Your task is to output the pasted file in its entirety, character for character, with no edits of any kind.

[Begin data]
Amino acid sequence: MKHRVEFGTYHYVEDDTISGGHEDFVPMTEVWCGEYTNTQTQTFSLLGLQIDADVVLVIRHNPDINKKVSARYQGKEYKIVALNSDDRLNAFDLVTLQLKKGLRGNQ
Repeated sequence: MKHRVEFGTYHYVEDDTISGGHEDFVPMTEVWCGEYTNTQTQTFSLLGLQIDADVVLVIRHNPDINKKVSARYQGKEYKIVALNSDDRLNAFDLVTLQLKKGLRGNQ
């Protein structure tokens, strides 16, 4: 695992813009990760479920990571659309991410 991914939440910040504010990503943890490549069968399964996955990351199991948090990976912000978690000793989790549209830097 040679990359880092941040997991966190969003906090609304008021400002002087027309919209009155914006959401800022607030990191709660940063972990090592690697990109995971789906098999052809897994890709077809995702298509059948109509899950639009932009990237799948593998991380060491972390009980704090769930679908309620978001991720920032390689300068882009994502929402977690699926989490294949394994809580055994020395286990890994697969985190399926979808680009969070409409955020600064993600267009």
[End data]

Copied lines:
Amino acid sequence: MKHRVEFGTYHYVEDDTISGGHEDFVPMTEVWCGEYTNTQTQTFSLLGLQIDADVVLVIRHNPDINKKVSARYQGKEYKIVALNSDDRLNAFDLVTLQLKKGLRGNQ
Repeated sequence: MKHRVEFGTYHYVEDDTISGGHEDFVPMTEVWCGEYTNTQTQTFSLLGLQIDADVVLVIRHNPDINKKVSARYQGKEYKIVALNSDDRLNAFDLVTLQLKKGLRGNQ
């Protein structure tokens, strides 16, 4: 695992813009990760479920990571659309991410 991914939440910040504010990503943890490549069968399964996955990351199991948090990976912000978690000793989790549209830097 040679990359880092941040997991966190969003906090609304008021400002002087027309919209009155914006959401800022607030990191709660940063972990090592690697990109995971789906098999052809897994890709077809995702298509059948109509899950639009932009990237799948593998991380060491972390009980704090769930679908309620978001991720920032390689300068882009994502929402977690699926989490294949394994809580055994020395286990890994697969985190399926979808680009969070409409955020600064993600267009």